Undue Influence – Power of Attorney

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Undue Influence – Power of Attorney

My sister has obtained Power of Attorney over our dying father. She did not inform me of this, instead, I found out via searching the Registrar of Deeds for my father to see if we could find the Deed to his business. Instead, I found her POA form. My father is coherent, forgetful, but coherent. He is unhappy that my sister has done this and I believe it is a case of undue influence. He has made me aware that he was not informed of what he was signing and did not have his glasses. He has stated that my sister claimed it was a document allowing her to make medical decisions on his behalf. This is not what he signed. My sister and my father have a very strained relationship and she holds some animosity towards him. I, nor he, feel comfortable with her doing this and I believe it is deceitful and illegal. What should/can I do?

Asked on November 18, 2017 under Estate Planning, North Carolina

Answers:

M.T.G., Member, New York Bar / FreeAdvice Contributing Attorney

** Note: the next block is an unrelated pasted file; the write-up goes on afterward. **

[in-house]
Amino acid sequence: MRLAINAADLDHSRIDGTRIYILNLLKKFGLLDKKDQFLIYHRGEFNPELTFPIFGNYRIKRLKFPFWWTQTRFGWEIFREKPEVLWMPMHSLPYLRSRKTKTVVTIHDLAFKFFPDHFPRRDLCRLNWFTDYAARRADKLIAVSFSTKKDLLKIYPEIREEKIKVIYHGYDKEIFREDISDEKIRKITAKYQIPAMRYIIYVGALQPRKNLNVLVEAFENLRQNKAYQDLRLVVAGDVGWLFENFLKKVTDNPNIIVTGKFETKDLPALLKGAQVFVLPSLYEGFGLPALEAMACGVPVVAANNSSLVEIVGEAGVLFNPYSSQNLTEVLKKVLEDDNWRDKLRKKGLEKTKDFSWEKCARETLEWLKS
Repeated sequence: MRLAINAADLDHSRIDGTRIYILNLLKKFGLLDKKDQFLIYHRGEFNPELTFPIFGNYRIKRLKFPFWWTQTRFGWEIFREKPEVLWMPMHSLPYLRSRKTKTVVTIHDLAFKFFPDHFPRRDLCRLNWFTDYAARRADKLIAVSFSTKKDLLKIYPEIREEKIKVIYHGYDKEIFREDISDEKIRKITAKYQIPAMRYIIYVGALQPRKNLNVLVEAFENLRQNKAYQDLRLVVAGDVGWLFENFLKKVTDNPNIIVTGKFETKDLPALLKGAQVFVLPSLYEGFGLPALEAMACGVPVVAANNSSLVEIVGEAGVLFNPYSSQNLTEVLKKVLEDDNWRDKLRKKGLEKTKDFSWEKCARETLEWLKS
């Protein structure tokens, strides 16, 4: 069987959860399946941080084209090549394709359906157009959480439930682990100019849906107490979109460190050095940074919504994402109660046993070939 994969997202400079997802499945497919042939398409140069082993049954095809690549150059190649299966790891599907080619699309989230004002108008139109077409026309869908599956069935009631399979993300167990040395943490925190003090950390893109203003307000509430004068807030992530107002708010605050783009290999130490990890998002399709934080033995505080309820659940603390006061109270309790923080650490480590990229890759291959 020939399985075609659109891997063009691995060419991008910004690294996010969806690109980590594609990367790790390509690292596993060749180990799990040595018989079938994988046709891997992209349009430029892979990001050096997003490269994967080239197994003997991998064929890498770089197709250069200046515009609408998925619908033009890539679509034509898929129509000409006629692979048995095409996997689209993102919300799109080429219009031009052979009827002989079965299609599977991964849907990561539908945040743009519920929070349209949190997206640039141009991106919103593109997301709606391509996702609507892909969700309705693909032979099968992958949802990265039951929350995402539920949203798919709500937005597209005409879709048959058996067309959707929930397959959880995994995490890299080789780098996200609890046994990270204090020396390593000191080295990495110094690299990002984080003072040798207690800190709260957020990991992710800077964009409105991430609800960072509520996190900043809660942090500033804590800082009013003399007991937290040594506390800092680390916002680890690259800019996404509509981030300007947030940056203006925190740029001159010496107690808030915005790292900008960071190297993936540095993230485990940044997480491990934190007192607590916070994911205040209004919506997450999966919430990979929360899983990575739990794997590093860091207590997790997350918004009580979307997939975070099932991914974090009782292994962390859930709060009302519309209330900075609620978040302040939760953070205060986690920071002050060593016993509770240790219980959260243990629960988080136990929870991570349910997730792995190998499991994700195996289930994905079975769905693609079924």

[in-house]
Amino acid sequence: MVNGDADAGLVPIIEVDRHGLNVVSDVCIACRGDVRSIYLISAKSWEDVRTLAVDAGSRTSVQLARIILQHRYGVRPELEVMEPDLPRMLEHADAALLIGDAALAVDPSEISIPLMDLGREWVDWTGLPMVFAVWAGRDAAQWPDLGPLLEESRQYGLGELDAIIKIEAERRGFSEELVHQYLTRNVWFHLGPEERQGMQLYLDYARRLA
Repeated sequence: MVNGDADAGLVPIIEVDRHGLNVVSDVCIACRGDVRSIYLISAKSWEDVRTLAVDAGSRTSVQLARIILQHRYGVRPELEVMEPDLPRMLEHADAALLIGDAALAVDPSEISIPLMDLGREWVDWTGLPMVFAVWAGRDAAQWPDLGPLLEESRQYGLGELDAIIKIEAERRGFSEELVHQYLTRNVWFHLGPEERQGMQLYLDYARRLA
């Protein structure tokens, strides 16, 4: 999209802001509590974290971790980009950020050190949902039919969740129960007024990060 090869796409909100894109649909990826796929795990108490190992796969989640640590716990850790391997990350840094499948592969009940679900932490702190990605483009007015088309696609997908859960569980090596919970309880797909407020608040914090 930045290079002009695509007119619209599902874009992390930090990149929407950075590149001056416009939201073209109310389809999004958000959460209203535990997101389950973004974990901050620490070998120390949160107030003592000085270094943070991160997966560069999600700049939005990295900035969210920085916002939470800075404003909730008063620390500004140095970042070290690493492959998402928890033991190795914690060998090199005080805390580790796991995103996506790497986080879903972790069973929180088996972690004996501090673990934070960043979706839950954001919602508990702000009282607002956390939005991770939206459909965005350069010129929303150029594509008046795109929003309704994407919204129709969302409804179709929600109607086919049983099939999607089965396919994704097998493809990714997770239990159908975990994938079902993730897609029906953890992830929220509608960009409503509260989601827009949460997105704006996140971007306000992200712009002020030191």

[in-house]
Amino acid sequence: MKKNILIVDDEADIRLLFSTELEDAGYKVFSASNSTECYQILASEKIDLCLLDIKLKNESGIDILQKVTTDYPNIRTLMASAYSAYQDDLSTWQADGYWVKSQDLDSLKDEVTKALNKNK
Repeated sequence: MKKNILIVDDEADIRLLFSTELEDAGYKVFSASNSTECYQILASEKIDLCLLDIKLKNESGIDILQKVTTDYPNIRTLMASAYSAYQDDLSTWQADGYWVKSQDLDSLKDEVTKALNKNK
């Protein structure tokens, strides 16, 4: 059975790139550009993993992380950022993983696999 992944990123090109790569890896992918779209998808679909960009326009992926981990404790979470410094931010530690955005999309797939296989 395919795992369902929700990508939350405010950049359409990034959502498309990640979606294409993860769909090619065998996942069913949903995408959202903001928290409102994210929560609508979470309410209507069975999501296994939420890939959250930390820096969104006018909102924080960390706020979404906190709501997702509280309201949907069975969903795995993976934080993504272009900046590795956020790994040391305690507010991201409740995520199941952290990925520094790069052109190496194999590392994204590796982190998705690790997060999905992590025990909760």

Answered 4 years ago | Contributor

A Power of Attorney form is revocable at any time.  At ANY time.  What you need to do is to file a New document revocing the old and filing same with the Registrar of Deeds.  Serve it on your sister as well.  Then I would have Dad make some decisions going foreard with a lawyer to safegard this happening again.  Here is what you need in the form.  Good luck.
Your North Carolina Revocation of Power of Attorney form should be written stating that the original North Carolina Power of Attorney issued to the attorney-in-fact is being terminated. You will need the following information to complete your document:

The printed name and address of the principal that granted the original Power of Attorney in North Carolina
Date of the original North Carolina Power of Attorney
The printed name and address of the agent
Date of the North Carolina Revocation of Power of Attorney form
The principal will then need to sign the North Carolina Revocation of Power of Attorney form in the presence of a notary
The notary will then sign and seal your North Carolina Revocation of Power of Attorney


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